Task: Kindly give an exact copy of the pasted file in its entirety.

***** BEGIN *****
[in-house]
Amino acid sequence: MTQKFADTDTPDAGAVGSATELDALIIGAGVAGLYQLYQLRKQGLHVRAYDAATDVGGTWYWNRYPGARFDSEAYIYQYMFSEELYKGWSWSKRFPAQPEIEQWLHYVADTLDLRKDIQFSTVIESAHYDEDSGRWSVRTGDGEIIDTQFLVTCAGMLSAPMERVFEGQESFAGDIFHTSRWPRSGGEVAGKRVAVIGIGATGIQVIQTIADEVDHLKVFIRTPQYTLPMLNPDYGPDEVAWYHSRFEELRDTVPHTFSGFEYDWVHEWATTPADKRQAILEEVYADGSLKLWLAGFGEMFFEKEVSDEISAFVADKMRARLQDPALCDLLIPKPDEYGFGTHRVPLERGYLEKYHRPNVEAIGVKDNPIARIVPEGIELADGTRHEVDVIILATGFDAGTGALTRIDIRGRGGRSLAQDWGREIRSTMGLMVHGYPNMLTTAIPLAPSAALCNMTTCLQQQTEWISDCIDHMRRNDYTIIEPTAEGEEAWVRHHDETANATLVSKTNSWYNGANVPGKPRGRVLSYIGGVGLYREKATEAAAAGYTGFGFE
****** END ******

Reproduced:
[in-house]
Amino acid sequence: MTQKFADTDTPDAGAVGSATELDALIIGAGVAGLYQLYQLRKQGLHVRAYDAATDVGGTWYWNRYPGARFDSEAYIYQYMFSEELYKGWSWSKRFPAQPEIEQWLHYVADTLDLRKDIQFSTVIESAHYDEDSGRWSVRTGDGEIIDTQFLVTCAGMLSAPMERVFEGQESFAGDIFHTSRWPRSGGEVAGKRVAVIGIGATGIQVIQTIADEVDHLKVFIRTPQYTLPMLNPDYGPDEVAWYHSRFEELRDTVPHTFSGFEYDWVHEWATTPADKRQAILEEVYADGSLKLWLAGFGEMFFEKEVSDEISAFVADKMRARLQDPALCDLLIPKPDEYGFGTHRVPLERGYLEKYHRPNVEAIGVKDNPIARIVPEGIELADGTRHEVDVIILATGFDAGTGALTRIDIRGRGGRSLAQDWGREIRSTMGLMVHGYPNMLTTAIPLAPSAALCNMTTCLQQQTEWISDCIDHMRRNDYTIIEPTAEGEEAWVRHHDETANATLVSKTNSWYNGANVPGKPRGRVLSYIGGVGLYREKATEAAAAGYTGFGFE